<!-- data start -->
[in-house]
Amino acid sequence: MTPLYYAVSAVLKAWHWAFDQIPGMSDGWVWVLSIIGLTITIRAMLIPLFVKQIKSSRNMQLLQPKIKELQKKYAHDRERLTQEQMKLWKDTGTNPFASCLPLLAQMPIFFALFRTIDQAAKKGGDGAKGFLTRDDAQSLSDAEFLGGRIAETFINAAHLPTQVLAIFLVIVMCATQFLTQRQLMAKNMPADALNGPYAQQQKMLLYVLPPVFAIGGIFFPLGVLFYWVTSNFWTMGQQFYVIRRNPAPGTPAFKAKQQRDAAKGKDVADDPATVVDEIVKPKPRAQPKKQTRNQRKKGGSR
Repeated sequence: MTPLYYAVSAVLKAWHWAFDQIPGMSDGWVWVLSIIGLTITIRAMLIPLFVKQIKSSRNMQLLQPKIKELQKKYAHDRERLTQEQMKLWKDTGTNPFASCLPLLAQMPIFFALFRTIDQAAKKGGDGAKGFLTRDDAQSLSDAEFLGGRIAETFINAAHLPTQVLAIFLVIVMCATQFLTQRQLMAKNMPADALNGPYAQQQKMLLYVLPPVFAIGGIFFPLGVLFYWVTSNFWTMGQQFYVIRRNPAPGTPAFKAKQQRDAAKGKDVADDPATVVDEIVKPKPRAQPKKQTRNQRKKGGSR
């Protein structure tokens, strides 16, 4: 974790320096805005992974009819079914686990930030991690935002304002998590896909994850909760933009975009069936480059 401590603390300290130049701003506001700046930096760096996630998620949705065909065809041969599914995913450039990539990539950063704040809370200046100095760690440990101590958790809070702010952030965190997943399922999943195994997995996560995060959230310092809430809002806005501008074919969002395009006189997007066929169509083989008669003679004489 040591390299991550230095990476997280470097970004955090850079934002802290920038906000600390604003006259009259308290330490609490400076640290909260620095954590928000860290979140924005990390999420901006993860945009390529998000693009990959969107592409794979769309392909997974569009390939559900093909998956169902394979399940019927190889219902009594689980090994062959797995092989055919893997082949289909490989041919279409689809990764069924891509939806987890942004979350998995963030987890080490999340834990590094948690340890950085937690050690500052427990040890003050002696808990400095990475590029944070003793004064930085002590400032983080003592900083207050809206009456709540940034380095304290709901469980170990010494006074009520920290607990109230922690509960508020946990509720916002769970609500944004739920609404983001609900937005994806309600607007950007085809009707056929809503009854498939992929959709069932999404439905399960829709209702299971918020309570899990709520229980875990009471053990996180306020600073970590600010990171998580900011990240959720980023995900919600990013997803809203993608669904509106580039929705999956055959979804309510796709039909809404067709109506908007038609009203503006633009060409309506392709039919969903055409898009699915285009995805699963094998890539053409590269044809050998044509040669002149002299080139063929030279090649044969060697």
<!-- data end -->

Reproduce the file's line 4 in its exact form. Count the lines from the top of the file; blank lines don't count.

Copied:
């Protein structure tokens, strides 16, 4: 974790320096805005992974009819079914686990930030991690935002304002998590896909994850909760933009975009069936480059 401590603390300290130049701003506001700046930096760096996630998620949705065909065809041969599914995913450039990539990539950063704040809370200046100095760690440990101590958790809070702010952030965190997943399922999943195994997995996560995060959230310092809430809002806005501008074919969002395009006189997007066929169509083989008669003679004489 040591390299991550230095990476997280470097970004955090850079934002802290920038906000600390604003006259009259308290330490609490400076640290909260620095954590928000860290979140924005990390999420901006993860945009390529998000693009990959969107592409794979769309392909997974569009390939559900093909998956169902394979399940019927190889219902009594689980090994062959797995092989055919893997082949289909490989041919279409689809990764069924891509939806987890942004979350998995963030987890080490999340834990590094948690340890950085937690050690500052427990040890003050002696808990400095990475590029944070003793004064930085002590400032983080003592900083207050809206009456709540940034380095304290709901469980170990010494006074009520920290607990109230922690509960508020946990509720916002769970609500944004739920609404983001609900937005994806309600607007950007085809009707056929809503009854498939992929959709069932999404439905399960829709209702299971918020309570899990709520229980875990009471053990996180306020600073970590600010990171998580900011990240959720980023995900919600990013997803809203993608669904509106580039929705999956055959979804309510796709039909809404067709109506908007038609009203503006633009060409309506392709039919969903055409898009699915285009995805699963094998890539053409590269044809050998044509040669002149002299080139063929030279090649044969060697």